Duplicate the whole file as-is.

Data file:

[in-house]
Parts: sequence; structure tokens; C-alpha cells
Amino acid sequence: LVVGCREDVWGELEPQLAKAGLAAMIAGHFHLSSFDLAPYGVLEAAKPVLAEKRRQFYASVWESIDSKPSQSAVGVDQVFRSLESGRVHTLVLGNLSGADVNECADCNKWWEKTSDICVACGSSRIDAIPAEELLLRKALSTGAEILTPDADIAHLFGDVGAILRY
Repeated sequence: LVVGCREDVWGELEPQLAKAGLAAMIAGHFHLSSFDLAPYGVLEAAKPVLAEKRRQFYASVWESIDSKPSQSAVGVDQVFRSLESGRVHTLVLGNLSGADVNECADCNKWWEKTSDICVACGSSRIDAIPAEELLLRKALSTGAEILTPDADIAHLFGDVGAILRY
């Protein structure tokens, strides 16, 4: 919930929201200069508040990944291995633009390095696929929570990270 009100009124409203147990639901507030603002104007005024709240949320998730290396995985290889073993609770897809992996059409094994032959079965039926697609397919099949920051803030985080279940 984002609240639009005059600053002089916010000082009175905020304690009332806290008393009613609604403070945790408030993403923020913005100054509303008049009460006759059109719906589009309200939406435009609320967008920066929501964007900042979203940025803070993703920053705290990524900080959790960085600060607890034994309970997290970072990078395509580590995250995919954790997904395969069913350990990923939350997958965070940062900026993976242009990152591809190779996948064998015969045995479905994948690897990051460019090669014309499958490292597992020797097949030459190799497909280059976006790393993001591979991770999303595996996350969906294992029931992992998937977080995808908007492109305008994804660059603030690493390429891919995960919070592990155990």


[in-house]
Parts: sequence; structure tokens; C-alpha cells
Amino acid sequence: LVVGCREDVWGELEPQLAKAGLAAMIAGHFHLSSFDLAPYGVLEAAKPVLAEKRRQFYASVWESIDSKPSQSAVGVDQVFRSLESGRVHTLVLGNLSGADVNECADCNKWWEKTSDICVACGSSRIDAIPAEELLLRKALSTGAEILTPDADIAHLFGDVGAILRY
Repeated sequence: LVVGCREDVWGELEPQLAKAGLAAMIAGHFHLSSFDLAPYGVLEAAKPVLAEKRRQFYASVWESIDSKPSQSAVGVDQVFRSLESGRVHTLVLGNLSGADVNECADCNKWWEKTSDICVACGSSRIDAIPAEELLLRKALSTGAEILTPDADIAHLFGDVGAILRY
């Protein structure tokens, strides 16, 4: 919930929201200069508040990944291995633009390095696929929570990270 009100009124409203147990639901507030603002104007005024709240949320998730290396995985290889073993609770897809992996059409094994032959079965039926697609397919099949920051803030985080279940 984002609240639009005059600053002089916010000082009175905020304690009332806290008393009613609604403070945790408030993403923020913005100054509303008049009460006759059109719906589009309200939406435009609320967008920066929501964007900042979203940025803070993703920053705290990524900080959790960085600060607890034994309970997290970072990078395509580590995250995919954790997904395969069913350990990923939350997958965070940062900026993976242009990152591809190779996948064998015969045995479905994948690897990051460019090669014309499958490292597992020797097949030459190799497909280059976006790393993001591979991770999303595996996350969906294992029931992992998937977080995808908007492109305008994804660059603030690493390429891919995960919070592990155990």